Replacing cigarettes with smokeless tobacco reduces disease risk, says U of L prof who’s received tobacco-industry funding

Smokers can greatly reduce their risk of disease if they replace their cigarettes with spit-free smokeless tobacco or electronic cigarettes, University of Louisville professor Brad Rodu, right, said in a presentation at the annual meeting of the American Association for the Advancement of Science last week. It’s the same message residents of Owensboro heard in an advertising campaign with which Rodu was involved late last year, one partly funded with grants from the tobacco industry.

“Quit or die: That’s been the brutal message delivered to 45 million American smokers, and it has helped contribute to 443,000 deaths per year,” Rodu said in a U of L press release. “The truth, however, is that total nicotine and tobacco abstinence is unattainable and unnecessary for many smokers.”

Rodu’s 20 years of research has reportedly shown that e-cigs and smokeless tobacco are relatively safe alternatives for smokers who can’t or are unwilling to quit nicotine. “Nicotine is addictive, but it is not the cause of any smoking-related disease,” he said. “Like caffeine, nicotine can be used safely by consumers.”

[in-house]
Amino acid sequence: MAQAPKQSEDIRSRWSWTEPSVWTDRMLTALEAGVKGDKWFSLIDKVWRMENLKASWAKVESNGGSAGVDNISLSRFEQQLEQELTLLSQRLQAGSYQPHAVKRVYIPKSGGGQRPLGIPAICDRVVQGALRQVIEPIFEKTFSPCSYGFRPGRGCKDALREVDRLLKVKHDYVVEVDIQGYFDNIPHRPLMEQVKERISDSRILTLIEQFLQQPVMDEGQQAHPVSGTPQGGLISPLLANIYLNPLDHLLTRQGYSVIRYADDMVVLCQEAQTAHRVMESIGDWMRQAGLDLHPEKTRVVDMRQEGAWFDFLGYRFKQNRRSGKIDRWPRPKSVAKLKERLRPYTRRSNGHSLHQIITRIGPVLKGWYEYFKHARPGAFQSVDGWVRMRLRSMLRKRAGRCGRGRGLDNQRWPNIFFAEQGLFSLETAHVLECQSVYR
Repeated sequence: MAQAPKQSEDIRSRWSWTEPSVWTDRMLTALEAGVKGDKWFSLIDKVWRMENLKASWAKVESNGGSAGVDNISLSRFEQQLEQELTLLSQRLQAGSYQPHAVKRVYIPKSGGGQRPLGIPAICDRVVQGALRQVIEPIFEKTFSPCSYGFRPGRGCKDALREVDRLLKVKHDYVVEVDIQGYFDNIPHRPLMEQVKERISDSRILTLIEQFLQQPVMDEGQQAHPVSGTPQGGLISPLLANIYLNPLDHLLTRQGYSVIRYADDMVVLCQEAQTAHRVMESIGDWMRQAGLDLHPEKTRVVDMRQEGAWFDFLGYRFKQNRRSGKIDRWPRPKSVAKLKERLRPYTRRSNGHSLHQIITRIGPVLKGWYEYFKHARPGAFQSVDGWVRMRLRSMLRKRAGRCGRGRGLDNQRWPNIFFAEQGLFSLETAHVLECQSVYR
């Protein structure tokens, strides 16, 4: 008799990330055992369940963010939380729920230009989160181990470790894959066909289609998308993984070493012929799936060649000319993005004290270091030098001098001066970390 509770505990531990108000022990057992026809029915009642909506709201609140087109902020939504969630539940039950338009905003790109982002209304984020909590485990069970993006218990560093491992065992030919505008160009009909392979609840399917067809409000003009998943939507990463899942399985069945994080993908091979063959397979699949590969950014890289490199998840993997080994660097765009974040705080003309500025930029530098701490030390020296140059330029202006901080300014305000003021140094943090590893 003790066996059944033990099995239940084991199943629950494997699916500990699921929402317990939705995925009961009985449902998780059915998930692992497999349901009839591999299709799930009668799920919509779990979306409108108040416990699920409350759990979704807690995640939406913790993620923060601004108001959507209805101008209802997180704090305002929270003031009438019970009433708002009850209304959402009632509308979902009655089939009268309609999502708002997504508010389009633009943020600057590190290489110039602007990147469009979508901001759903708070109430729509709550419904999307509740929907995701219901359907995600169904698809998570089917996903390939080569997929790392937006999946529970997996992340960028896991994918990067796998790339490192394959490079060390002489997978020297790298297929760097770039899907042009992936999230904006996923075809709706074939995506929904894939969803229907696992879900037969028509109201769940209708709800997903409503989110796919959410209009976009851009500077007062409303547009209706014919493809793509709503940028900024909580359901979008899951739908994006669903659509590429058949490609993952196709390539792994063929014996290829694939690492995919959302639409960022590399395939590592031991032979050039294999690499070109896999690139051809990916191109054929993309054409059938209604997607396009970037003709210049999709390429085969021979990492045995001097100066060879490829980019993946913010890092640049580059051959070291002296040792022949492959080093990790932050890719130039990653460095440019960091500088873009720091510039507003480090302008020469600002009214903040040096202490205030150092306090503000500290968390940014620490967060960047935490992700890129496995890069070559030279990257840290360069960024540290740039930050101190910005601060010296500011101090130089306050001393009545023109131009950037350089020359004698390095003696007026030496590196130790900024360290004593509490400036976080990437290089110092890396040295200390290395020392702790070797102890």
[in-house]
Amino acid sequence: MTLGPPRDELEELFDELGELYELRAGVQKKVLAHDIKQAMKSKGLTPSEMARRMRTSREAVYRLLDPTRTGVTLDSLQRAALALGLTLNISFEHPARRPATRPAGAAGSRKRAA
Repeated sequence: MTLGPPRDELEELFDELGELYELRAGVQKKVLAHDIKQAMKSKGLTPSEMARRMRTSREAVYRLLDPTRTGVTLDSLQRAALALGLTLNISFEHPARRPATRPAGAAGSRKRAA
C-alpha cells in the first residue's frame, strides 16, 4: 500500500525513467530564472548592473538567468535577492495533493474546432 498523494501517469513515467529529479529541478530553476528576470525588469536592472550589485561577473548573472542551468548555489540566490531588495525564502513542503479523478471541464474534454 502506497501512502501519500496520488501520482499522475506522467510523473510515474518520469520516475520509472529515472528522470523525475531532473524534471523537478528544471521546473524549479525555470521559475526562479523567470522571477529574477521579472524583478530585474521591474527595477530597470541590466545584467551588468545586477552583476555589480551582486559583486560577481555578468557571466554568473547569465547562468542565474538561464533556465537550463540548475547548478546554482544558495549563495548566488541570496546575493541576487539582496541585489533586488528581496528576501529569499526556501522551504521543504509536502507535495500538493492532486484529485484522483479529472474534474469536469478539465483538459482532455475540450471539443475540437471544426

Research has shown smokeless products are 98 percent safer than cigarettes, the press release states. A 2002 study in the United Kingdom found smokeless tobacco to be up to 1,000 times less hazardous than smoking.

As for whether smokeless tobacco can contribute to mouth cancer, Rodu said the risk “is extremely low.” “The annual mortality rate among long-term dry snuff users is 12 deaths per 100,000 and the rate among users of more popular snus, moist snuff and chewing tobacco is much lower. For perspective, the death rate among automobile users is 11 per 100,000 according to the 2009 report from the National Highway Traffic Safety Administration. Compare those to the rate among smokers: more than 600 deaths per 100,000 per year.” (Read more)

The Oral Cancer Foundation’s website says about 37,000 Americans will be diagnosed with oral or pharyngeal cancer this year and cause about 8,000 deaths. The foundation does not support the contention that smokeless tobacco is “safe.” “Promoted by some as a safer alternative to smoking, it has in actuality not proven to be any safer to those who use it when referring to oral cancers,” the website reads. “Campaigns to promote the safety of smokeless are being initiated, but it is clear that while it may reduce lung cancers, it has a negative effect on the rates of oral cancers.”

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